What’s In The Water?
I’ve previously written about sewers and the potential environmental justice implications that extreme weather might pose in New York City. Again, in the aftermath of Hurricane Sandy, I feel like I am seeing weather that I expected to see when I lived in Alabama, but not in New York. NYC is clearly not a well-prepared area for such a natural disaster, and its approximately 520 miles of waterfront are susceptible to flooding during a hurricane. New Jersey, of course, also faced massive damage — it is a sea-facing state, and its counties across the Hudson from NYC are in marshland and surrounded by rivers.
As talks begin (and hopefully progress) about prophylactic means to address potential natural disasters in the future, it is important for majorly-affected communities to ensure they have a voice and are included in the protective measures. Seawater–a threat to all kinds of life–, storm surges and rising rivers are not all that should be addressed. Residents and workers in the proximity of the Federal Superfund sites of Newton Creek and Gowanus Canal in Queens and Brooklyn, and Raritan Bay in Sayerville and other towns in New Jersey, understandably have concerns about possible exposure to toxic chemicals. Beyond the Superfund sites, toxic chemicals have been found from the Financial District in Manhattan to up the Hudson. Some of these chemicals are not from long term polluted sites or waterways; they originated with automobiles, boats, industrial sites and contaminants from flooded roadways and subways. Like nature, harm from chemical exposure doesn’t discriminate. However, unlike nature, many parking lots, industrial sites and major zones of travel are placed near low-income and minority communities in a discriminatory manner.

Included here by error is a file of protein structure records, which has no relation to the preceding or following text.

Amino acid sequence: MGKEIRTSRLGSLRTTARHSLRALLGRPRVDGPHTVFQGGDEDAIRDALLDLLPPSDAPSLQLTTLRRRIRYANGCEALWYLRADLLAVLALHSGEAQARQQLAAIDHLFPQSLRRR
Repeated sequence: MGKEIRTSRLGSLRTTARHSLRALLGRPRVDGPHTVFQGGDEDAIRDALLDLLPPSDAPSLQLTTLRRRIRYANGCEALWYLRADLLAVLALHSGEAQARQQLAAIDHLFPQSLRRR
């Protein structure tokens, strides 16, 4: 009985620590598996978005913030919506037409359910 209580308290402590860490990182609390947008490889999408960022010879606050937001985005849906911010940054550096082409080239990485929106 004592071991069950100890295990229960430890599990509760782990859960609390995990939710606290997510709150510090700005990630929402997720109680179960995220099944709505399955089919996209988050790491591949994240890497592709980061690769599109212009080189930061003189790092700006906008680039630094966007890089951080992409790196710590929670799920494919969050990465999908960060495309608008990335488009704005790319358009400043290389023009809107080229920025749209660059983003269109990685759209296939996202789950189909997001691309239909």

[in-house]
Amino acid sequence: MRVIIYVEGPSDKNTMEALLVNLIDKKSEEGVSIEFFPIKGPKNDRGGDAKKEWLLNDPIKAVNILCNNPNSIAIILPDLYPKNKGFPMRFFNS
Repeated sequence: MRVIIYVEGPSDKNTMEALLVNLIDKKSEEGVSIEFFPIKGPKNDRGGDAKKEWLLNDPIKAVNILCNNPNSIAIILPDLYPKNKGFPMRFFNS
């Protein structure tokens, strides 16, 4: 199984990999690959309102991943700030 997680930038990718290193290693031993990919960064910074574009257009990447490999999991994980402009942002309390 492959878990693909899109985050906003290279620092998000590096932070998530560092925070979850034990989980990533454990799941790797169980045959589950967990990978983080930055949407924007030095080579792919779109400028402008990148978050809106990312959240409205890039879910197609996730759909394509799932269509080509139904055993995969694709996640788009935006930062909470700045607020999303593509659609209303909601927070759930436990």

Sewage exposure is also an increasing risk with flooding and future large storms. NYC’s, not to mention much of the nation’s, sewage system is in need of a major infrastructure overhaul. Already too often on days of heavy rain, sewage overflows into the waterways. The ability of citizens to learn about such leaks is limited. Indeed, only this year did New York State pass a sewage right to know act. Increased awareness of potential sewage exposure and the system’s overflows is necessary for increased public pressure on elected officials to enact such an overhaul. Too many environmental justice communities are near or on the waterfront, and more mixed-income and mixed-use waterfront communities in NYC are planned. As more residential and commercial units are added to the already struggling infrastructure, the problem will only increase. Future hurricanes and major storms carry with them an increased risk of sewage exposure to environmental justice communities and to all waterfront communities.
Any and all plans the City, State and Federal governments implement to address potential future Superstorms need to address the location of industrial sites, the storage of vehicles, the location of communities, and the sewer system. Owners of industrial and other sites near waterfronts and any residential area should take steps to ensure that any possibly dangerous chemicals are on higher ground and safely handled, both by personnel and in storage. The sewer system is in need of a major overhaul. All residents can help by using less water generally, work to reduce runoff from their homes, apartment and office buildings, and “let it mellow” and avoid showers or washing clothes during storms. Each of these protective and preventative measures, however, must ensure that the protection is equal across the population regardless of income or neighborhood, yet with a greater concentration of measures on communities in City Flood Zones A – B. Storms are not fair; it is time for people to be.